Language learner mistakes:
My own contribution to this genre happened in 2004-ish, when I went to a camera store and told the guy behind the counter that I needed 'eine Speichelkarte'.*
Spotted in Schiphol airport, written in faded ink on the back of some Malaysian guy's T-shirt:
'Atomic Jackdaw Eurocentric Explosion'
I just got this Jandlesque solicitation in my junk mail inbox:
Schauen Sie, was ich gefunden
Weg, um binäre Optionen zu gewinnen
Yo, behold this pleasant 1846 painting by Moritz von Schwind:
I admired it in person at the Hamburger Kunsthalle last weekend. It seemed darker in person -- I think the digital version may have been brightened a little. Nevertheless, a nice chunk of late Romanticism, dusted with kitsch. The modeling of the buck's solid, sagging flesh and horns is nicely plastic.
Here is the translation of the picture's title:
I chuckled over the translation of the German word tränken as "saturate". But then I became thoughtful, and stroked my chin. There's no easy translation for tränken. Tränken describes only how animals drink. Humans trinken, animals tränken. Same thing for eating: humans essen, while animals fressen. Add to that the fact that English has no simple transitive word for "give water to". You can "water" plants, but that always implies pouring water over or into something. You wouldn't water your dogs or your children, you would only give them something to drink.
The translators seemed to realize this, but then fatally chose "saturate" as the proper translation from the other entries on the dict.leo.org list. But how can we blame them? The meaning comes across, sort of, and the only other alternatives would have doubled the length of the title, which doesn't seem right.
The other titles were translated quite well.
I just got this beauty in my inbox, from one belen.belen from francetelecom.com:
How do you do
How to pay
I formed, kind. I have an optimistic, but I am alone.
Expensive hits at an affordable price
I Inna live in Yelabuga
Greetings from Peter
Come to my chat
Dreams all here
It inspired me to go to the archive for an episode of the late, lamented Spamasterpiece Theatre, entitled THE STOMATOLOGIST1:
The Chinese poem printed on the cover of the most recent newsletter from the Max Planck Institute (MaxPlanckForschung),
means, according to Victor Mair of Language Log:
With high salaries, we have cordially invited for an extended series of matinées
KK and Jiamei as directors, who will personally lead jade-like girls in the spring of youth,
Beauties from the north who have a distinguished air of elegance and allure,
Young housewives having figures that will turn you on;
Their enchanting and coquettish performance will begin within the next few days.
Mair comments drily:
Clearly this is an advertisement for some kind of burlesque business. I did find quite a few references on the Web to a "KK Juggy" from a group called "Machine Gun Fellatio," and apparently the KK in her name stands for "Knickers" and "Knockers." Perhaps KK in the sense of "Knickers and Knockers" is an Australian expression, since KK Juggy (Christa Hughes) is from Sydney.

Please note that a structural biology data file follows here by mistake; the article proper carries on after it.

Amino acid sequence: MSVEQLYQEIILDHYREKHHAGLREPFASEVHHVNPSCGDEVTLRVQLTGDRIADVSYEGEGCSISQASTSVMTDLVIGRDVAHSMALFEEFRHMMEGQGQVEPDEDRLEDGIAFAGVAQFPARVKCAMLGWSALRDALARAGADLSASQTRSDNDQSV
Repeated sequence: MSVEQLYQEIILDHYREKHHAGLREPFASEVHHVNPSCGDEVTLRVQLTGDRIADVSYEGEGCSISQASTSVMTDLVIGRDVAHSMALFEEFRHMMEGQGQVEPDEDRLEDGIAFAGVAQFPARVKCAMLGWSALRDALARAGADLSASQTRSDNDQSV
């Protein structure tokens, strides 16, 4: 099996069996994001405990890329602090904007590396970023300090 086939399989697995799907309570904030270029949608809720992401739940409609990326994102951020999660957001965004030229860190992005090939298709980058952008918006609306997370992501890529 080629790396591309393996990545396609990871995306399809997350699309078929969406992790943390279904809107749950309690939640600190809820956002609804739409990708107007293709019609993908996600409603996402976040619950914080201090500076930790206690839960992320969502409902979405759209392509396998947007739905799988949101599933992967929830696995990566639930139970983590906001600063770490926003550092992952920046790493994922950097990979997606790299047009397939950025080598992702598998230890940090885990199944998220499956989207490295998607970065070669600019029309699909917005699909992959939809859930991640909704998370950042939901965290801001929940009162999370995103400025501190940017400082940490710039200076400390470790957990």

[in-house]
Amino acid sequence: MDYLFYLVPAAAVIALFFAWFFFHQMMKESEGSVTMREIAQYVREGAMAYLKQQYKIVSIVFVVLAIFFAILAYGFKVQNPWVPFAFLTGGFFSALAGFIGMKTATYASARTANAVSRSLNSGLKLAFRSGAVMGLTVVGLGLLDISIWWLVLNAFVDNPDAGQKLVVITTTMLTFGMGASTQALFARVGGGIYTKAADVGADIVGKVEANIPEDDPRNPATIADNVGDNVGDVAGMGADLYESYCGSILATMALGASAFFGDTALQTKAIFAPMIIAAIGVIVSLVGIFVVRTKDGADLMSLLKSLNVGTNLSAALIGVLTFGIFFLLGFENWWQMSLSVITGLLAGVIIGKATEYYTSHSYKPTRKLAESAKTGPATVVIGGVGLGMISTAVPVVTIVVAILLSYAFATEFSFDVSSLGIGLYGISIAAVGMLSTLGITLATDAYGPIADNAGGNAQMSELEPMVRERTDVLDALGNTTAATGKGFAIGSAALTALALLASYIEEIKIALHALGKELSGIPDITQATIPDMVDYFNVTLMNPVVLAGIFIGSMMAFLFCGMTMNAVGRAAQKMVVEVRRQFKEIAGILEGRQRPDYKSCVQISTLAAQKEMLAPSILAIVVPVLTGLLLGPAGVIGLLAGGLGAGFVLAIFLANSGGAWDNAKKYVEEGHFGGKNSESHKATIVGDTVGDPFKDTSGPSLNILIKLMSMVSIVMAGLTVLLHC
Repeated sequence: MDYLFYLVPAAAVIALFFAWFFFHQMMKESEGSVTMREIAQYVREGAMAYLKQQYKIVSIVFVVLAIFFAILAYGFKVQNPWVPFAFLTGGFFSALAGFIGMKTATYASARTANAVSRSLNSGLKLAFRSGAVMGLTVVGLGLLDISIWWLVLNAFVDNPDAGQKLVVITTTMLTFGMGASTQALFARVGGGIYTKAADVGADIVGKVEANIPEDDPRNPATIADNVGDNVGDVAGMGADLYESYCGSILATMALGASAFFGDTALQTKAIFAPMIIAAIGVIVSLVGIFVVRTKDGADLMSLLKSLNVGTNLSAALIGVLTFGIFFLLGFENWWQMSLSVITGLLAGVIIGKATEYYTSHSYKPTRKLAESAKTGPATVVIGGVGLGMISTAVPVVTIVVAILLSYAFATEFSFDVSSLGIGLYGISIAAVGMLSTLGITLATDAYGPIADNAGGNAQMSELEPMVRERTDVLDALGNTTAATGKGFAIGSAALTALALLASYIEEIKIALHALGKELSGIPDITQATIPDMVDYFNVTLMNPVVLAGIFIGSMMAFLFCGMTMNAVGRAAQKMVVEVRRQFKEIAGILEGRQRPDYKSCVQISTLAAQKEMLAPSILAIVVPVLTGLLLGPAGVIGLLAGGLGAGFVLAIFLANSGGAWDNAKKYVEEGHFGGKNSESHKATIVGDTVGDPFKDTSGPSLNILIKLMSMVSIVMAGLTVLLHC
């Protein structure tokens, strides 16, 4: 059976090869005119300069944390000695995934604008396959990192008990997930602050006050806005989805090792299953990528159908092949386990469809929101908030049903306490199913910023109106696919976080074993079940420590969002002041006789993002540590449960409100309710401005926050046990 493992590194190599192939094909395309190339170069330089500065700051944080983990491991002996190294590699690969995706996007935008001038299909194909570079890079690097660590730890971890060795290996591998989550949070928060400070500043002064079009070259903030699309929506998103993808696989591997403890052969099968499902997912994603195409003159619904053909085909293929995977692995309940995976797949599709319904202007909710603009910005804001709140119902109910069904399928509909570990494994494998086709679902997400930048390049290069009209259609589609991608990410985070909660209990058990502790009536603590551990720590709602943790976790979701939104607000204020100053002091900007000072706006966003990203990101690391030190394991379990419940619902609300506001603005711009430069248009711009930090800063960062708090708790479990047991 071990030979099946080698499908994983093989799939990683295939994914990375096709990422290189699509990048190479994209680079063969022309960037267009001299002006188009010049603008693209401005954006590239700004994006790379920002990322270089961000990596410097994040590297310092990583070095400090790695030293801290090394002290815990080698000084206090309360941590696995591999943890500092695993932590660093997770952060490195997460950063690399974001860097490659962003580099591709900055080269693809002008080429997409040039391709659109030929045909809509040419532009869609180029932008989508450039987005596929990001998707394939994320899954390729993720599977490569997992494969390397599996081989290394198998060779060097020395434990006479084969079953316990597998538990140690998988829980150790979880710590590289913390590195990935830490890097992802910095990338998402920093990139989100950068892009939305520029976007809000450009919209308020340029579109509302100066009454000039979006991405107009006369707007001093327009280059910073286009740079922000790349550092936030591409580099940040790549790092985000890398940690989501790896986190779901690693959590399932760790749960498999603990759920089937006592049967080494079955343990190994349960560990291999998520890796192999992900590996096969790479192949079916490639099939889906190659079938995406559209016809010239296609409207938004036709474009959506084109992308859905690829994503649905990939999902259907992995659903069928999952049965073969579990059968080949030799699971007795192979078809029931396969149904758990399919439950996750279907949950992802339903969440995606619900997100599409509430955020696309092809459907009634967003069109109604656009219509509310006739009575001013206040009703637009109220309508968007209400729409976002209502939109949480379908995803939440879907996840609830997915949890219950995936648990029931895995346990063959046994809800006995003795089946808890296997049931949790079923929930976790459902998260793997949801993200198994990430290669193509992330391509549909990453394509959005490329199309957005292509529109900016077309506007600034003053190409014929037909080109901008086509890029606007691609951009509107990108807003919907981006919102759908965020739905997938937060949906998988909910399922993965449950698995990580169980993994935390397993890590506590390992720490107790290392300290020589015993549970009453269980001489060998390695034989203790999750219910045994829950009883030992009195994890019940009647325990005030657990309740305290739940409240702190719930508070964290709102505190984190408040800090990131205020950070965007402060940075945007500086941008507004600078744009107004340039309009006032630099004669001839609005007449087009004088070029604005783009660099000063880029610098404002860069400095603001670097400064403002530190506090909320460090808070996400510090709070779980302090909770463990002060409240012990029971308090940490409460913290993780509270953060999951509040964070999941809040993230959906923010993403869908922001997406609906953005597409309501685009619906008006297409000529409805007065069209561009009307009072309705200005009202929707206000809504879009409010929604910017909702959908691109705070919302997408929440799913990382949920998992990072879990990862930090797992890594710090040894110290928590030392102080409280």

In the interests of fairness, I should note that the MPI immediately issued a heartfelt apology and replaced the cover. [h/t JR]
Finnish band Atrium's musical philosophy, as conveyed by Martian FM's crack shit demo musical bloodhounds:
Finnish band Atrium's music is self-explanatory in Finnish, but here's what frontwoman Diva Panadol says via an electronic translator: 'What it is Atrium? Our visit to the space of the public thing is an approach search with certain lights. It is oneself body dislocated kindly in four subbodys that speak languages dissimilar but that they arise of oneself. Queerly it is a warm and intense quadrilateral. In certain corner the phase mother in which is new sounds that mix melodic, pianos, guitars, drummers and cybernetic systems. In another corner an acoustic way, argued by the one it unplugs of so much tecnics that a little bit, its OK, but it is better to maintain it to line. In the third corner the return to the science of the chips tinged with southern artisan's head and northern yunky fingers. In the fourth corner the one that listens to their amniotic walk, immobile from secret armchairs'.
One day, this blog will become a United Nations World Heritage Site of unconventional translations. I already have a section dedicated to this purpose. However, other outlets -- like Welt Online, sometimes try to horn in on my territory. This slideshow (G) collects attempts at German and English from all over the world, sent in by German tourists. [h/t K.S.]
My favorite is this bathroom sign from Panama:
But perhaps the best source for translations is menus. Whenever I go to Other Foreign Countries, I immediately grab the menu out of my dinner companions' hands and scan it. I'm often disappointed (especially in Northern Europe, where everybody's English is much too good).
But not in India. Here are just two of the precious finds I unearhted there. First, from Hampi, India, "Momus Fried Steam":
A new Chinese restaurant in my 'hood wants to tell us it's opening soon, but, strictly speaking, it's telling us "New Orifice!"